This volume approaches the issue of ambient sound through the ethnographic exploration of different cultural contexts including Italy, India, Egypt, France, Ethiopia, Scotland, Spain, Portugal, and Japan. It examines social, religious, and aesthetic conceptions of sound environments, what types of action or agency are attributed to them, and what bodies of knowledge exist concerning them. Contributors shed new light on these sensory environments by focusing not only on their form and internal dynamics, but also on their wider social and cultural environment. The multimedia documents of this volume may be consulted at the address: milson.fr/routledge_media.
Table of Contents
Introduction: Multiple Listenings Christine Guillebaud
Part I: Listening into Others
1. Noising the City Olivier Féraud
2. Sounds of Hell and Sounds of Eden Anne Damon-Guillot
3. An “Obscene” Calling Tripta Chandola
Part II: Sound Displays and Social Effects
4. Standing out from the Crowd Christine Guillebaud
5. Melodic Refrains in Japanese Train Stations Pierre Manea
Part III: Sound Identity and Locality
6. Acoustic Communities Represented Heikki Uimonen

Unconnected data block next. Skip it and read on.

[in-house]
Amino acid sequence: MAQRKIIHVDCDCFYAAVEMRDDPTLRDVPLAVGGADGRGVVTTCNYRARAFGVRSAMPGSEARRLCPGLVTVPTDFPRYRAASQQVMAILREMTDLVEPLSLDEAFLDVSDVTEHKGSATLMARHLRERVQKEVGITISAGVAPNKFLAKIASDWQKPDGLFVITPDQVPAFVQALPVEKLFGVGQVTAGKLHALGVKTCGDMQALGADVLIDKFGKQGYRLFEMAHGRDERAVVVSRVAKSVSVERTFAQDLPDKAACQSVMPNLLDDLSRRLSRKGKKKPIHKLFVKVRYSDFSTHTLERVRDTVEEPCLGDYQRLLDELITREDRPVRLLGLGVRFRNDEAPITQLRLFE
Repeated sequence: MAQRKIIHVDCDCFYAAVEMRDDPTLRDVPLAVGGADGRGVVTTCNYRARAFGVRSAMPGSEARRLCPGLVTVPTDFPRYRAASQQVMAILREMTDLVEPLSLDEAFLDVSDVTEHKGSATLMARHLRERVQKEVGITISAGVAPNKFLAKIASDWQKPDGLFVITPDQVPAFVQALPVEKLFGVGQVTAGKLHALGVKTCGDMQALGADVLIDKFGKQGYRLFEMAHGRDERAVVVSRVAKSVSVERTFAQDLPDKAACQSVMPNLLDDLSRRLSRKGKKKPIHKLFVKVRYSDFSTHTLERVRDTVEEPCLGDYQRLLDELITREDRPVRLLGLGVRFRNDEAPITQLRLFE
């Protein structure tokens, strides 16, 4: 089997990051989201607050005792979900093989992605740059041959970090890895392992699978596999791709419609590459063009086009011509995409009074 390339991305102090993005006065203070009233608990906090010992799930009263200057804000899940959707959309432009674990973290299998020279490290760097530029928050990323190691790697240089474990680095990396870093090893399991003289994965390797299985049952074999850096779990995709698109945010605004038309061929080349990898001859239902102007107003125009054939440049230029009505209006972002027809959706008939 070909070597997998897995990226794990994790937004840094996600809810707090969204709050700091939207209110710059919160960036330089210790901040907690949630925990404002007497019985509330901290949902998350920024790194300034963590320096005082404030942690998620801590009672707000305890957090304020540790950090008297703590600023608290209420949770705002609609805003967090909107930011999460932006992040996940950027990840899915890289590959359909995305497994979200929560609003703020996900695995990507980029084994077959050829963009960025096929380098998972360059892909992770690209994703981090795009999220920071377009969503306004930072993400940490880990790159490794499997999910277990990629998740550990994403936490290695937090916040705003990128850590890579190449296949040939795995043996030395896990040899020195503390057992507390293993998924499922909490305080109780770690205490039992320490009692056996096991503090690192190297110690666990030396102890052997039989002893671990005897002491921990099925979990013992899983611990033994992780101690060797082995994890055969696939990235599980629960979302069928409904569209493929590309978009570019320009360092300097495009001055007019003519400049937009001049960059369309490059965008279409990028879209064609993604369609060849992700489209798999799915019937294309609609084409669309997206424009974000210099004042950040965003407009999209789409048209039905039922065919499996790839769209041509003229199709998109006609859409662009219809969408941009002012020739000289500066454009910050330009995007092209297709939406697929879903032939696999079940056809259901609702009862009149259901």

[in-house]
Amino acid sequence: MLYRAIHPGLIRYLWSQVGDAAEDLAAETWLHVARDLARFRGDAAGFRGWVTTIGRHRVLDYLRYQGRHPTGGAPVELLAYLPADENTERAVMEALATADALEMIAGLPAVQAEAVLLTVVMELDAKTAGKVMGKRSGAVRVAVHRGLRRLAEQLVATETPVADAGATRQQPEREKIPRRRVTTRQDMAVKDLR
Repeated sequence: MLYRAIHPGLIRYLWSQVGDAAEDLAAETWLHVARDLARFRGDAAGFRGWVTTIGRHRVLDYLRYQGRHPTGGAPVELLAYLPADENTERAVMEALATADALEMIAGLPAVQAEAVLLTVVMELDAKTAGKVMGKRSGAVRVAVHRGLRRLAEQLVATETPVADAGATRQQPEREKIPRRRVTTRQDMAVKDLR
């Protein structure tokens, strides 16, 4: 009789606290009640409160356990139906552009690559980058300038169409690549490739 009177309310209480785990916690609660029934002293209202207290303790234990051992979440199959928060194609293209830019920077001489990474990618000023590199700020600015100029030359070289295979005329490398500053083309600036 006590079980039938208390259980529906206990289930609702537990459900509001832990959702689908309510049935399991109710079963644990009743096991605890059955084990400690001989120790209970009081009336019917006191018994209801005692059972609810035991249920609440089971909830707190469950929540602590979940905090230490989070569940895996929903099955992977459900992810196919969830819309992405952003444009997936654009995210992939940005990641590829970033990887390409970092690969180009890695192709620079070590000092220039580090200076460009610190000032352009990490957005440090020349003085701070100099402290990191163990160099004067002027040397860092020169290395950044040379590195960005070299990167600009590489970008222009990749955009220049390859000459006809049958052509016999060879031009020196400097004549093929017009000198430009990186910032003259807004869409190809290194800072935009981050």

7. Mics in the Ears Vincent Battesti
8. Mapping out the Sounds of Urban Transformation Iñigo Sánchez
9. Listening to the City Claire Guiu
Part IV: Sound Arts and Anthropology
10. Not Just Tones, Noises Too! Jean-Charles Depaule
11. Tribute To a Footbridge Vincent Rioux
Afterword: The Sonic Attunement of Social Life Jean-Paul Thibaud
Christine Guillebaud is a senior researcher at the French National Centre for Scientifi c Research (CNRS), and member of the Centre for Ethnology and Comparative Sociology (CREM-LESC), based at the University of Paris Nanterre, France.
"Toward an Anthropology of Ambient Sound is a nice and welcome addition to a steadily growing corps of literature on sounds in and of the city. As scholarly reflection and theoretical deepening are profoundly important for me (and, I think, for the entire field of sound studies as well), the contributions written by Chandola, Guillebaud, Battesti, and Thibaud stand out as they go beyond the mere noticing of specific sonic events."
- Marcel Cobussen, Journal of Sonic Studies